One major benefit for trikes hauling cargo is stability. With three wheels, you can carry tons of weight without worrying about tipping over. Franz says he’s test the Cargo Monster with all sorts of huge loads, including a recent trip to the hardware store to buy fencing and fence posts. Another advantage of the recumbent trike is carrying long loads. Without his legs and feet in the way, Franz said carrying seven-foot long fence posts was no problem at all.

Franz says dealers are already signing up to order the Cargo Monster and he sees a big demand on the horizon for bringing the Xtracycle to recumbent trikes, a part of the market he says has “really taken off” in the past few years.

The Cargo Monster retails for $1,049 (complete kit) or $770 if you already have an Xtracycle.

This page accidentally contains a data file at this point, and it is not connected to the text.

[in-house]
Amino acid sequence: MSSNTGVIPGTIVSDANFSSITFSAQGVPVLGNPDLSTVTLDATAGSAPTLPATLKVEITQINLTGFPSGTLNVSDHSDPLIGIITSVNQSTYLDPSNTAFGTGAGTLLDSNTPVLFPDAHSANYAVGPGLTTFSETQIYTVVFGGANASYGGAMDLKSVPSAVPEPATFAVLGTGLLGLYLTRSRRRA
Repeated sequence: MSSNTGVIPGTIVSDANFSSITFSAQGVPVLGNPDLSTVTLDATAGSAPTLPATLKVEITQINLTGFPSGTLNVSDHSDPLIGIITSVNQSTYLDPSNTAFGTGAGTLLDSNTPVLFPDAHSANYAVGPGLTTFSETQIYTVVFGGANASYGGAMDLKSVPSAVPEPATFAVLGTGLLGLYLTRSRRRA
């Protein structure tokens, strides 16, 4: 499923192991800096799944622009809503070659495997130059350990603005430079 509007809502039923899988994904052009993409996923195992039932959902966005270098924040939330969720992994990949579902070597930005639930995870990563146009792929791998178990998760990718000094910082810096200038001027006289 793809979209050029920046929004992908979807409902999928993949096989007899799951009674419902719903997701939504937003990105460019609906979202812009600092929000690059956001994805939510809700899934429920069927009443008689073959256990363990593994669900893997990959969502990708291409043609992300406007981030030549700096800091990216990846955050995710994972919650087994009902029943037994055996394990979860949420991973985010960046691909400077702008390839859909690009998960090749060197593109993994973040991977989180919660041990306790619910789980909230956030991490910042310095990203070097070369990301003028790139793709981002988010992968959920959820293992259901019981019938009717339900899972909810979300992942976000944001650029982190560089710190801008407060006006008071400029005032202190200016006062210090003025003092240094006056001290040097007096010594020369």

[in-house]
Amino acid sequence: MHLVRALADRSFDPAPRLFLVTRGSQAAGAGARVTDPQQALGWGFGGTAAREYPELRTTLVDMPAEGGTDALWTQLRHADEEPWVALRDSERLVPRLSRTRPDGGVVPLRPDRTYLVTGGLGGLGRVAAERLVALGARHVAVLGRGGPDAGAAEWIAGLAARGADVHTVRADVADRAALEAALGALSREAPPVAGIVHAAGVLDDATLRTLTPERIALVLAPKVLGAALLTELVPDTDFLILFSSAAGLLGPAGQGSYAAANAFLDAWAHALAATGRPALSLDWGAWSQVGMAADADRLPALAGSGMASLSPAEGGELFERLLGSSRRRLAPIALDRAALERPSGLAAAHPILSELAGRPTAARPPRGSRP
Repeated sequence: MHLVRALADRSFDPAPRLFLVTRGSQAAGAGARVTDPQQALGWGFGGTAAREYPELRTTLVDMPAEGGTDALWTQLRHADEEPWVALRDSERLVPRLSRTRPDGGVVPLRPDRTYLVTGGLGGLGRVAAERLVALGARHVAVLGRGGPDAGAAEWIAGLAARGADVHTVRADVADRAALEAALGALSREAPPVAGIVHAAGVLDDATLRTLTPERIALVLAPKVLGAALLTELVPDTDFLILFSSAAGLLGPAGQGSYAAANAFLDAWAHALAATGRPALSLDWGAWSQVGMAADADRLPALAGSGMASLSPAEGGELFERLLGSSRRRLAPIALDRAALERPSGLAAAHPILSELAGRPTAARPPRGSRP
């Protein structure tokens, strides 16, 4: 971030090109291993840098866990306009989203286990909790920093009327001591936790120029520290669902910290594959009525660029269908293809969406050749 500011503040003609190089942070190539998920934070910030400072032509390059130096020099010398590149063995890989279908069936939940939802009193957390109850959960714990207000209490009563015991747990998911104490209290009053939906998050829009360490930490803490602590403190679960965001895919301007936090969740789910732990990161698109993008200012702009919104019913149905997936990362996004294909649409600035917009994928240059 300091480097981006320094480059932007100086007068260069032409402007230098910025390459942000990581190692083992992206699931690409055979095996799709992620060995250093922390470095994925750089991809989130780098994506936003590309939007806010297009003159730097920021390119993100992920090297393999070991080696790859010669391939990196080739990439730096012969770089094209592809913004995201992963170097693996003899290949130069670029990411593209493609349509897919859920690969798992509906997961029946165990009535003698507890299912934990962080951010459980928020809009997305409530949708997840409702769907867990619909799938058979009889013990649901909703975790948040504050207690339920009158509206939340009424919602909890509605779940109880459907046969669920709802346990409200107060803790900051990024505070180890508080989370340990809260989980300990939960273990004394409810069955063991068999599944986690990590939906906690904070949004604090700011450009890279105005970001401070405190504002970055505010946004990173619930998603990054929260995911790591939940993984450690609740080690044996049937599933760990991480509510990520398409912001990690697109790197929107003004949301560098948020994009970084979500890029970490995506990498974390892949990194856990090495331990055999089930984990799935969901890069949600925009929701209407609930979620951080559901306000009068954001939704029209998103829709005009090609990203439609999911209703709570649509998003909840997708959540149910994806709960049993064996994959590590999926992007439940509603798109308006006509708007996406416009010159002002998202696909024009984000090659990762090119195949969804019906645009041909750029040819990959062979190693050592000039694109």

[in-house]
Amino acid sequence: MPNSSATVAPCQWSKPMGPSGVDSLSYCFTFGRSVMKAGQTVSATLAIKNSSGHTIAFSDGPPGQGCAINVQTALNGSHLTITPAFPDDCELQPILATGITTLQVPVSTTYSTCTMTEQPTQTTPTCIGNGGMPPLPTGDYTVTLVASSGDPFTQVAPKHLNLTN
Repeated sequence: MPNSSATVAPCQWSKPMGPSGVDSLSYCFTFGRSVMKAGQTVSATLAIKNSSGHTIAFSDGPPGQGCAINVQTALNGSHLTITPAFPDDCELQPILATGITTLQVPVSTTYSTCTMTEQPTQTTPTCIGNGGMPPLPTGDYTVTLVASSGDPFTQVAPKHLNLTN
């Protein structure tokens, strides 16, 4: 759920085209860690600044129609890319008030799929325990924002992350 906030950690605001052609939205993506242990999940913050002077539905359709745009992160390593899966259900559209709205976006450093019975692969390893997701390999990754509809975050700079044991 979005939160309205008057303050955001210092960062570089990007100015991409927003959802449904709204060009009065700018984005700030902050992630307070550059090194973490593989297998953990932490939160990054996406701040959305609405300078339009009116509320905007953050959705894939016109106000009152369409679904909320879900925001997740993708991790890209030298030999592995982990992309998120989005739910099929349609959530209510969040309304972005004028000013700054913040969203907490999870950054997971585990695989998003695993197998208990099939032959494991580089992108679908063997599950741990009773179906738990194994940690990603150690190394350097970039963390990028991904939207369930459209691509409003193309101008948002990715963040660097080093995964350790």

See more photos of the TerraCycle Cargo Monster in the gallery.

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Allan
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Allan

when you say “tons of weight” do you mean tons? like multiples of 2000 lbs?

Schrauf
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Schrauf

Oh good, another comedian.

Would you be able to pedal tons of weight around town, even if the vehicle was capable of the load?

naomi
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naomi

That thing looks so comfy! That reclining position.. all it’s missing is a mini fridge built into the side 😀

Allan
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Allan

Downhill, with a low-enough gear, or perhaps with an electric-assist. However I see your point, and surely the brakes aren’t rated for such weight. I’ve heard of folks towing 300lb trailers so it didn’t seem totally out of the question.

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q`Ztal
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q`Ztal

As Richard Guy Briggs has shown quite well with the proper gearing and three wheels the only other ingredient you need is the determination to DIY.
Take that U-Haul.

Favorite pics

Heavy haulage: http://tricolour.net/photos/2007/05/19/11-32-00i1.html
Mobile (recursive?) zoobomb: http://tricolour.net/photos/2007/05/19/18-44-07i1.html

Rico